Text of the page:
When the preacher is biblically faithful, this can be a beautiful demonstration of God gifting the church with shepherds and teachers (Ephesians 4:11). It may also expose a flaw: the preacher may not be training his flock how to read the Bible through his preaching.
Preachers need to see the preaching event as a key moment in church life that makes the Bible more “user friendly” for congregants. This will deepen their own time in the Word, growing them as disciples and equipping them for ministry (2 Timothy 3:16-17). Failing to do this will hinder spiritual growth by hindering Bible engagement, and could also leave congregants amazed at their preacher’s vast knowledge instead of what God has done for us in Jesus Christ.
Colin Marshall and Tony Payne address the importance of this in The Vine Project: Shaping Your Ministry Culture Around Disciple Making:
In his preaching, a pastor sounds the tuning fork so that the whole orchestra knows in what key to play. He teaches and guards the sound deposit of the gospel so that all may know it clearly and thoroughly (for how else will they speak it?). He shows them not only what the Bible says, but how they can read and speak that truth for themselves. He constantly teaches the sound doctrinal framework that shapes the Bible reading and speaking of the whole congregation. (117)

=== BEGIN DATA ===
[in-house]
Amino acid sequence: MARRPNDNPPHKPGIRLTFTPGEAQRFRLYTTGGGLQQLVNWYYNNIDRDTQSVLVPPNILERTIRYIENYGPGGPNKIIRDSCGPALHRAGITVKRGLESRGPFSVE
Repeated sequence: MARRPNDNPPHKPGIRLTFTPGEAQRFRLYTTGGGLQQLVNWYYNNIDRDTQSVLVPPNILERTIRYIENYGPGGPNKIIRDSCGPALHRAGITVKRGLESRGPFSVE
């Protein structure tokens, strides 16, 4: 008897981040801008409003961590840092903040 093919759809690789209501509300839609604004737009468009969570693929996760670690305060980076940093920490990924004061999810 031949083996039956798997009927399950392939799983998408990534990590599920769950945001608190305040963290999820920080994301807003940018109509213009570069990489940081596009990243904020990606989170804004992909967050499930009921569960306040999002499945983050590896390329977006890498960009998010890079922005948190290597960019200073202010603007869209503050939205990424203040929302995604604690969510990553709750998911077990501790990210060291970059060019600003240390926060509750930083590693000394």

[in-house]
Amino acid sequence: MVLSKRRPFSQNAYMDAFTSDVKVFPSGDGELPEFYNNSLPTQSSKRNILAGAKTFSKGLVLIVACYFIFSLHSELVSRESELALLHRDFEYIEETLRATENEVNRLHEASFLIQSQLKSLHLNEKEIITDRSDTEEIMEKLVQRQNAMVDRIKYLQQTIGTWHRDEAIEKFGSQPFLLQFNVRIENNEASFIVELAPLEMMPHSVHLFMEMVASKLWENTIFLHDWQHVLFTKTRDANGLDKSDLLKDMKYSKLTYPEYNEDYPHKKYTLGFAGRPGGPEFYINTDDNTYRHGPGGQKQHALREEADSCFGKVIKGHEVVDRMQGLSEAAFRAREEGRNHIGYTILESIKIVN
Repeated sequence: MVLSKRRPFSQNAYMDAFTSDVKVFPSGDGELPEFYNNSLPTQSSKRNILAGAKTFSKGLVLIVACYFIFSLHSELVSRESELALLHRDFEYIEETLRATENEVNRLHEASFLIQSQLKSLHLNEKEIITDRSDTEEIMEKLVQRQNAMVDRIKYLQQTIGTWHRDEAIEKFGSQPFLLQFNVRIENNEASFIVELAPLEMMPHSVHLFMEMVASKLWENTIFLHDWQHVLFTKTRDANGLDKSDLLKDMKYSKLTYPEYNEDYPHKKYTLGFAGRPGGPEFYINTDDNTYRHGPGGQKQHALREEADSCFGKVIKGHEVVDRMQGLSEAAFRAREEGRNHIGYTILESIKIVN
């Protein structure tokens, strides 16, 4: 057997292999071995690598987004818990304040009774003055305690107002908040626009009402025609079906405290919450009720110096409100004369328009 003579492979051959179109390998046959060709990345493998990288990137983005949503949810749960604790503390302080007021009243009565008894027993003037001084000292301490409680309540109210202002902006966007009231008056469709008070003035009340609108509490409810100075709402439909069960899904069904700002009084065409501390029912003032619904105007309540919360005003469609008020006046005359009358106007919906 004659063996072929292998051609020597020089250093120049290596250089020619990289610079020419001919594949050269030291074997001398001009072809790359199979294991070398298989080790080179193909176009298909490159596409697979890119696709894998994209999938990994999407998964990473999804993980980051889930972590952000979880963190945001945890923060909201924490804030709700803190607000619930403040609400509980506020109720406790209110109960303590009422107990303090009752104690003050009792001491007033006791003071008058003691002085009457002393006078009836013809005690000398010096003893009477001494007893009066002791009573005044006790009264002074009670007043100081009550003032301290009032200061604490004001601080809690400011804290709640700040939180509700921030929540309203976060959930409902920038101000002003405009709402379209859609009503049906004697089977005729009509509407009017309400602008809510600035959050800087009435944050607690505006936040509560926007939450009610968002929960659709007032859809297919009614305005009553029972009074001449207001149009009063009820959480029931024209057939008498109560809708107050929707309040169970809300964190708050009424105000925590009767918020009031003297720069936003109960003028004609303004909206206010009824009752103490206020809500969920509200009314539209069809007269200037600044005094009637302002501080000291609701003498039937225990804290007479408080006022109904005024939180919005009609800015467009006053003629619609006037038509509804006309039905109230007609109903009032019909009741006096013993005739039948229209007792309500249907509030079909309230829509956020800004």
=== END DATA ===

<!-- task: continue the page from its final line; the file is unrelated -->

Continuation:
This way of thinking doesn’t require an extra twenty minutes of specialized instruction in each sermon.
What it does require is first understanding the text deeply and knowing how God wants to use it to shepherd hearts (often called the transformational intent of the passage). We will also want to know the challenges our congregants face approaching Scripture so we can properly address them (i.e. does biblical poetry confuse them?). Lastly, we will want to model faithful biblical interpretation by using basic hermeneutical principles to explain our thought process and conclusions. Below are several practical suggestions of how to implement this.
Just like people are more likely to embrace technology that is user-friendly, peppering your preaching with these suggestions over time will help your people better engage the Bible, which will nourish their faith, grow them in holiness, and spur them on to bear fruit.
And as that happens, there will be less magic tricks and exaltation of the preacher in favor of more “wow!” comments where they should be directed: God and His glory as revealed to us in Scripture.
One of the most transformational (and overlooked) discipleship techniques is reading the Bible one-to-one—simply sitting down with another person and…Read more